I thought the days of parents expecting their kids to go into the family business were over. As it turns out, my family is waiting expectantly for me to take up the family trade of funeral directing. It’s not that I wouldn’t go into that field, all other things being equal. It more that I can’t stand the idea of working with my parents and brothers day in, day out for the rest of my life.
More to the point, I resent that they expect me to do this. It’s like, I don’t remember signing up for it at any point. I’ve never even expressed much of an interest in it, as far as I recall, beyond your bog-standard ‘this is what my folks do for a living’ type of interest. I’ve never had a problem with bodies, or with the concept of death, or wild displays of grief, and I guess that makes me uniquely qualified for the role… but then, we’re all uniquely qualified for something, and that doesn’t necessarily mean we have to do it.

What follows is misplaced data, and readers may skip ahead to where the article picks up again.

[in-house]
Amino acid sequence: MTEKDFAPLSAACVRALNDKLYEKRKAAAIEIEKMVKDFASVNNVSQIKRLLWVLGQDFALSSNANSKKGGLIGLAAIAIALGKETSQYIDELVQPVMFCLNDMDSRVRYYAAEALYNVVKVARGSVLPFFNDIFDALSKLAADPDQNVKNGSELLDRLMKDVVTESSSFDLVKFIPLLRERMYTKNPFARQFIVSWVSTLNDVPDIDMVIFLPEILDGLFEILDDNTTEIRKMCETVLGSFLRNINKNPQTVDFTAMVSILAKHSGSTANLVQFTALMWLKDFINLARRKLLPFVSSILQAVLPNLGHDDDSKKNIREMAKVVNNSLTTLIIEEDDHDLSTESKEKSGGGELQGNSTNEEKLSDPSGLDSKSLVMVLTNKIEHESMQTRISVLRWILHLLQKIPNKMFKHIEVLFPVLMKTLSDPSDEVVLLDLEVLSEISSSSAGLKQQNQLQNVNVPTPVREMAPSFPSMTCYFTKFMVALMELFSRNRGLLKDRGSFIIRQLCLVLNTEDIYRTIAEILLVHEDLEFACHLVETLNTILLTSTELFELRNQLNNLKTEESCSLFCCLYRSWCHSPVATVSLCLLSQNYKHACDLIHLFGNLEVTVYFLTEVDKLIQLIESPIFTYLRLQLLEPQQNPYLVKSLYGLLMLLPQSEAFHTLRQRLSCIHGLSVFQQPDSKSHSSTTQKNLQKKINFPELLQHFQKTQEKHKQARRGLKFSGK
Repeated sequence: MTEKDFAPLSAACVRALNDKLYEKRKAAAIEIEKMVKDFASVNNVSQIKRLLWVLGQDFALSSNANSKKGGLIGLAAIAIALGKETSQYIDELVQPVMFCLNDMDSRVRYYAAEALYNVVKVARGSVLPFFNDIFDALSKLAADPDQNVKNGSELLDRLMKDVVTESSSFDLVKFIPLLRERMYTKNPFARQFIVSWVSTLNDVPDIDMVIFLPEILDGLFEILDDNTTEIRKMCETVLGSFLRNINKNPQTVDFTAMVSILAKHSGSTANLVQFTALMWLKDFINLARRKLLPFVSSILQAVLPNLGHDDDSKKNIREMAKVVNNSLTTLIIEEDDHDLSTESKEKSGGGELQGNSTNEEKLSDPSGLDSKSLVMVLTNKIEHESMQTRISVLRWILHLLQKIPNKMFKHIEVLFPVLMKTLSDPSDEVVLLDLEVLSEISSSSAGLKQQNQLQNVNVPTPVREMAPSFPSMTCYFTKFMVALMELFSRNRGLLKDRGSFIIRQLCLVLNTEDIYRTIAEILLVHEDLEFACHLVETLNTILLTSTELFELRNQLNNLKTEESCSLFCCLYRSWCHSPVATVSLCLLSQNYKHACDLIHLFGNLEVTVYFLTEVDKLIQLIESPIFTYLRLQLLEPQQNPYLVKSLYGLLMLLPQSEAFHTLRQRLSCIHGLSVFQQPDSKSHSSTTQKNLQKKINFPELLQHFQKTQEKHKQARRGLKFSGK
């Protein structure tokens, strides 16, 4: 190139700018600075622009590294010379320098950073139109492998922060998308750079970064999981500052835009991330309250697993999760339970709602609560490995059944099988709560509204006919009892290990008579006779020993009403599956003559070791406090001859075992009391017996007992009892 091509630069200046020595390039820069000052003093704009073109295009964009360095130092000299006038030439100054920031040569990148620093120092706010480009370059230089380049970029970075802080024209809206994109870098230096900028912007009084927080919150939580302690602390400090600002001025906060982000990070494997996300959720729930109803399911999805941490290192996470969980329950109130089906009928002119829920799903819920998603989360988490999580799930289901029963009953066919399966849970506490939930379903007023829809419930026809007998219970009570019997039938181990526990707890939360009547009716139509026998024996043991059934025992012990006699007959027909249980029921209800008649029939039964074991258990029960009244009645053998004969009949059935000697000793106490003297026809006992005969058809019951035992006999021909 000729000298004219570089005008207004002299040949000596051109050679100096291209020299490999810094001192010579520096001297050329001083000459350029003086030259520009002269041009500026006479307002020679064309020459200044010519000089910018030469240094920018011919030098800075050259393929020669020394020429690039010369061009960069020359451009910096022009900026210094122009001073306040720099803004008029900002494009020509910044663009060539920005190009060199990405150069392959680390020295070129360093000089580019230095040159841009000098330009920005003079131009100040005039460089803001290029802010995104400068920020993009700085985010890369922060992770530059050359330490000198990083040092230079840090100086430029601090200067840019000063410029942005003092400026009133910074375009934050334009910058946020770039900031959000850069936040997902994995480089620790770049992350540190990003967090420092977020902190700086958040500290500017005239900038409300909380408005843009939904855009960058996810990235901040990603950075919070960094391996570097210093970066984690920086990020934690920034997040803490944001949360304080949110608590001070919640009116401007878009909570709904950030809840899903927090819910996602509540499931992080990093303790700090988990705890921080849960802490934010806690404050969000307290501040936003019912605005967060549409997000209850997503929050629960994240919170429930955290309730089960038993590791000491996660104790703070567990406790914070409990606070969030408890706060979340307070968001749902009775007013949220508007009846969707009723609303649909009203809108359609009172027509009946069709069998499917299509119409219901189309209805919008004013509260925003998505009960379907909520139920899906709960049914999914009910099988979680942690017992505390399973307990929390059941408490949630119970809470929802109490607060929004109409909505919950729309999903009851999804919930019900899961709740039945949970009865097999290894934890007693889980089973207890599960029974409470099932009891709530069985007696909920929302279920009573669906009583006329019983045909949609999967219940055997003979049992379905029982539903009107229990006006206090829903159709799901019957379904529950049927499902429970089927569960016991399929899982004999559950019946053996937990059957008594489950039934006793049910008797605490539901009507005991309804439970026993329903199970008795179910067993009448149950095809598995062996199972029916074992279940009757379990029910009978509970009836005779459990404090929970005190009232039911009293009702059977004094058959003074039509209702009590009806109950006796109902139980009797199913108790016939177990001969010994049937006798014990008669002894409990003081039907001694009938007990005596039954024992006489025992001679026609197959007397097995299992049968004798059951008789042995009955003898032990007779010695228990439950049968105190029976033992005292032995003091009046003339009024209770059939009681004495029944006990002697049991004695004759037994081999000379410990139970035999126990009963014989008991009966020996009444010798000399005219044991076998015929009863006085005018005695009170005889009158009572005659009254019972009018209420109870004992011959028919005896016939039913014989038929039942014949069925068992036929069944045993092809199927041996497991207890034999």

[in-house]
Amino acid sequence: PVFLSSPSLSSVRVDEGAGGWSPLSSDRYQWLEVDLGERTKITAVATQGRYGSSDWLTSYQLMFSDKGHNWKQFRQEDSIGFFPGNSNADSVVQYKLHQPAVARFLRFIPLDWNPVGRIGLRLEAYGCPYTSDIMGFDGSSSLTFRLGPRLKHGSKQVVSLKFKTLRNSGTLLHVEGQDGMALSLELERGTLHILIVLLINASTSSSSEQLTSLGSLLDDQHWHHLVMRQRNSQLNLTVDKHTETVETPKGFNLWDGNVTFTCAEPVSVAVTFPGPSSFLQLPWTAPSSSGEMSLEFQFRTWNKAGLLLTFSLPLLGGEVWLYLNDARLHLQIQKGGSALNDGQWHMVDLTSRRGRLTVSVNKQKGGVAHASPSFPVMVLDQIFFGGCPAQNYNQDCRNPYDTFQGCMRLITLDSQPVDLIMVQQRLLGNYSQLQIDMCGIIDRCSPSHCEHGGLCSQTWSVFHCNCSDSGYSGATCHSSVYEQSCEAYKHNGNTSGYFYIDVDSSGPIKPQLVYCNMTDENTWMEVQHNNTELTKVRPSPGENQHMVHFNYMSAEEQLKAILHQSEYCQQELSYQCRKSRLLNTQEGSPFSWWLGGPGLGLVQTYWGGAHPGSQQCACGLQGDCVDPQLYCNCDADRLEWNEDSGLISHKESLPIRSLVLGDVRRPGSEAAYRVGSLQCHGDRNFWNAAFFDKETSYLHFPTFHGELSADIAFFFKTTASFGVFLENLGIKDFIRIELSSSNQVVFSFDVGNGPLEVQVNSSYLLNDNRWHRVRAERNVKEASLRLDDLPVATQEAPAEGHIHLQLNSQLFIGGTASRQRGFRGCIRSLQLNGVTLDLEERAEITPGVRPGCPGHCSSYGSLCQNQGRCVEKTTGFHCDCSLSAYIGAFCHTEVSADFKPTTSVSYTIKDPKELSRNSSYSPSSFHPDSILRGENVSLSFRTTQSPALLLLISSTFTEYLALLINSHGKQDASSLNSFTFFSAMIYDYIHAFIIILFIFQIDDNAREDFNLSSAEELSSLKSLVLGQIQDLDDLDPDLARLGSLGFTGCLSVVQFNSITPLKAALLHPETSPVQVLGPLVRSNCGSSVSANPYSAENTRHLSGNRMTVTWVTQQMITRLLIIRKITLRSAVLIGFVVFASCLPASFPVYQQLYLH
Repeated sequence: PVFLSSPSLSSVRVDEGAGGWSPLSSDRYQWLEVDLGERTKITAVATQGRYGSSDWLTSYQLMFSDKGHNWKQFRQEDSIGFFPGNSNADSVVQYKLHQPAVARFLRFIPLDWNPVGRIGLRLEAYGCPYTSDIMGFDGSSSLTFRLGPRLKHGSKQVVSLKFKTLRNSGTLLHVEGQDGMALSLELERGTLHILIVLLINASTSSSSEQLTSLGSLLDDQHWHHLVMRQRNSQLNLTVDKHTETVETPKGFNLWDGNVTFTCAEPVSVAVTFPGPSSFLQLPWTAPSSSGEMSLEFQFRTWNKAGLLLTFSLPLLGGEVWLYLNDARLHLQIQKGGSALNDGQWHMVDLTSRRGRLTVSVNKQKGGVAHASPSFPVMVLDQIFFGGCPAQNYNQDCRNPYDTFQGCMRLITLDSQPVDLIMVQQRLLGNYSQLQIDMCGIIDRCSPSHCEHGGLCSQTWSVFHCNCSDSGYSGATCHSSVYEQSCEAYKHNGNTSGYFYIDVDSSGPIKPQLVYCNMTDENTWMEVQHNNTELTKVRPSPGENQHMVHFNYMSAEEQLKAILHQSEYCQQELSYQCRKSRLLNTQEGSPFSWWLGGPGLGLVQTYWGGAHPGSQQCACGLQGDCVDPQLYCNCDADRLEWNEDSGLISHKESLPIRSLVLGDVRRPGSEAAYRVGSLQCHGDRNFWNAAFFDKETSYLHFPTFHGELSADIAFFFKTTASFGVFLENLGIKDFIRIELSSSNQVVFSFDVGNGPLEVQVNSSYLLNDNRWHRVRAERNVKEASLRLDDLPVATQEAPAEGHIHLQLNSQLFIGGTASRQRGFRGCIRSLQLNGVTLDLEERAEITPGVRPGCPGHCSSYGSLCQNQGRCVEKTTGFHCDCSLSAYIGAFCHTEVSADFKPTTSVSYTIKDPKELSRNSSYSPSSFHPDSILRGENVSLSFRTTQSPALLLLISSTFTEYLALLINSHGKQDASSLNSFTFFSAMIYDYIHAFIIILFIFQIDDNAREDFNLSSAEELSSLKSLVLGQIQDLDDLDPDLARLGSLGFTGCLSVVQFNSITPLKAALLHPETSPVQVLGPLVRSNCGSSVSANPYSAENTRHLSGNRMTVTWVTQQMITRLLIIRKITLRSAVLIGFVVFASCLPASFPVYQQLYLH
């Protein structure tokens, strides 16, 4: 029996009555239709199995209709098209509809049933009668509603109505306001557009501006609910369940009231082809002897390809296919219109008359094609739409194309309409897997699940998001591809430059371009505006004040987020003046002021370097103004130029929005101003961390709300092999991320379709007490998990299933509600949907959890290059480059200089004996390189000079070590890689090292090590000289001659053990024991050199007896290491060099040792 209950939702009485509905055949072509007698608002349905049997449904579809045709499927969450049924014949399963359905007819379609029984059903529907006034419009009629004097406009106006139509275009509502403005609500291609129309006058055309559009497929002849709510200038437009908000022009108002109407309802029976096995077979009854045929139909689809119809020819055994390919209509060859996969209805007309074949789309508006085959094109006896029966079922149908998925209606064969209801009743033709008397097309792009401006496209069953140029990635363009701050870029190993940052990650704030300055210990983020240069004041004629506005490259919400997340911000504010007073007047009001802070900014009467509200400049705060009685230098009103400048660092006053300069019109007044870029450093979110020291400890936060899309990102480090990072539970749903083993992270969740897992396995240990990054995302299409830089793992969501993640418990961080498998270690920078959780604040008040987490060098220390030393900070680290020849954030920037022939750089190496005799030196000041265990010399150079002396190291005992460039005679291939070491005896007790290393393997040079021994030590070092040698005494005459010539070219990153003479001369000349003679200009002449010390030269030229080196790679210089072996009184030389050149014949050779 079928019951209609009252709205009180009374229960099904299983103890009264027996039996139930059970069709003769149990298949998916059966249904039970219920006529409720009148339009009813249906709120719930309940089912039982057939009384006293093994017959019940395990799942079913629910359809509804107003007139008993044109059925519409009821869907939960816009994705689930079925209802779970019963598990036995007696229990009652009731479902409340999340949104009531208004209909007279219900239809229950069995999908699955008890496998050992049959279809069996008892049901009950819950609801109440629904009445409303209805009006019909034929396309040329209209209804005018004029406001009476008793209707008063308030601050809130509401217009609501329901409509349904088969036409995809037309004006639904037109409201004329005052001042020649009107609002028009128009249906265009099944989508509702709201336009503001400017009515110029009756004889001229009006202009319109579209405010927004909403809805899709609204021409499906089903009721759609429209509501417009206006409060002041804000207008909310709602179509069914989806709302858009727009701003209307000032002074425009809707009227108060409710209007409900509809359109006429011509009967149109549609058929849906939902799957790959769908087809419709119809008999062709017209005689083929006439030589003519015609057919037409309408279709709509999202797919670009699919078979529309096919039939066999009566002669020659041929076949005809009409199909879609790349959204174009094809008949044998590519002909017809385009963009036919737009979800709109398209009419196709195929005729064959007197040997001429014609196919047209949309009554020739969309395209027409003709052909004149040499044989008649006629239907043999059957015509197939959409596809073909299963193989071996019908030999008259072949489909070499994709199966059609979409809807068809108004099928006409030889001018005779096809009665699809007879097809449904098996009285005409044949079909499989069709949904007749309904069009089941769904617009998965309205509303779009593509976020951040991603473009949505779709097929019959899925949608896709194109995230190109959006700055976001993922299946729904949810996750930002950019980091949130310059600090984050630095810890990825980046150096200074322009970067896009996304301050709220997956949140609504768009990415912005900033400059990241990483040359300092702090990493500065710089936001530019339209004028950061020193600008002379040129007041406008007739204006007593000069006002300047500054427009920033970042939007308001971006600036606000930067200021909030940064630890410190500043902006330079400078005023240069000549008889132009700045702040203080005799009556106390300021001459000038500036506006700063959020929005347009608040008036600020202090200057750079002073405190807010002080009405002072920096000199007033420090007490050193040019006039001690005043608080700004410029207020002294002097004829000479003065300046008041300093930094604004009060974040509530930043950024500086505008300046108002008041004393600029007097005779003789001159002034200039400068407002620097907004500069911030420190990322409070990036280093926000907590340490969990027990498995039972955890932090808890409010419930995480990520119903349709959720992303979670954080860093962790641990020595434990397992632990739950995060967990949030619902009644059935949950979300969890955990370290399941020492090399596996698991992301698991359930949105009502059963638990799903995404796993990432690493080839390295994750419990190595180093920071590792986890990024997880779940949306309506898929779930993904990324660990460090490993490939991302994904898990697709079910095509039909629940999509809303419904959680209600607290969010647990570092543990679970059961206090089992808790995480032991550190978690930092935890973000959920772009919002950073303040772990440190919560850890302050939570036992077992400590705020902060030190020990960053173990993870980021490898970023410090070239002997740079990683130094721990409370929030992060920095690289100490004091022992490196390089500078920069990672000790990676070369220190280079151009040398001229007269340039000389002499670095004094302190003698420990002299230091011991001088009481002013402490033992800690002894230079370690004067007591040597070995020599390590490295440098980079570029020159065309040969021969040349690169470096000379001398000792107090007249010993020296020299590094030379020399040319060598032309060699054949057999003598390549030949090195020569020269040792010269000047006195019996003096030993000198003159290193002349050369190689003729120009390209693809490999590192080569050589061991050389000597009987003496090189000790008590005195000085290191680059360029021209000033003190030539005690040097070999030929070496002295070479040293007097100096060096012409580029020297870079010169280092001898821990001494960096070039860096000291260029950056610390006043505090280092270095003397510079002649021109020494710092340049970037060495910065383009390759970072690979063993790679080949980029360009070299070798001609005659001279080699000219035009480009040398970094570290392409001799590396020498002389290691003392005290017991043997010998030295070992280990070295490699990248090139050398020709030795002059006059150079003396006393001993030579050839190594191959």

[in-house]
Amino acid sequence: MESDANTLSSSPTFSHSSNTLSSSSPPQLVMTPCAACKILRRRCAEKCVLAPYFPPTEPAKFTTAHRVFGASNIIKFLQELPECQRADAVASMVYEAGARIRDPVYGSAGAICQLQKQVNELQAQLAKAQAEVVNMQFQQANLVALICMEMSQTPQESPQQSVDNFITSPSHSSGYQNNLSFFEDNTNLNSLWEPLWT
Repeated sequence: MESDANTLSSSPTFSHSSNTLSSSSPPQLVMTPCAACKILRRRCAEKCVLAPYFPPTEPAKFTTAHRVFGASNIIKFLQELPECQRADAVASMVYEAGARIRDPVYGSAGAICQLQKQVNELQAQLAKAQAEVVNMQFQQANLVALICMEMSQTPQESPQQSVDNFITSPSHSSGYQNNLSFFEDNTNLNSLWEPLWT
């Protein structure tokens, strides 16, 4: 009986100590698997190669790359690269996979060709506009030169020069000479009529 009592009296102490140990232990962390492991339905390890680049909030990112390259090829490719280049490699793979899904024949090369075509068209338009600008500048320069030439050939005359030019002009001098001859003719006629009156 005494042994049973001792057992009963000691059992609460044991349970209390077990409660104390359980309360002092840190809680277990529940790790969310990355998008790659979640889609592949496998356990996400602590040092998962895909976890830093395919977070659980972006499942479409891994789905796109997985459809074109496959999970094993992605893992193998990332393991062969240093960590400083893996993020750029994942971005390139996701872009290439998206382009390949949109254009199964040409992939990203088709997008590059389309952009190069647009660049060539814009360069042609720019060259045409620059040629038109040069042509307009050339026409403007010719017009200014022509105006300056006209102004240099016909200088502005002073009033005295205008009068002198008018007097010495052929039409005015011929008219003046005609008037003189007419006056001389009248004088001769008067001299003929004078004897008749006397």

Maybe I should speak to a youth career advisor. For Melbourne students, this is generally provided at school, but I’m home schooled (of course), so the only careers advice I’ve had access to has been from my parents. I really haven’t had the opportunity to formulate a career direction for myself, so now I’ve got nothing to counter my parents’ expectations with.
Maybe my career path is to become a career counsellor. Within Melbourne, there are surely quite a few people like myself who simply don’t know what their path is. I could empathise with their position, and… I don’t know. What do career counsellors do, anyway? I wouldn’t know, not having met with one.
At the very least, if I tell my parents I’m set on going into careers consulting, they might get off my back about the funeral directing thing. It’s a good cover story, and it might eventually put me in contact with an actual careers advisor.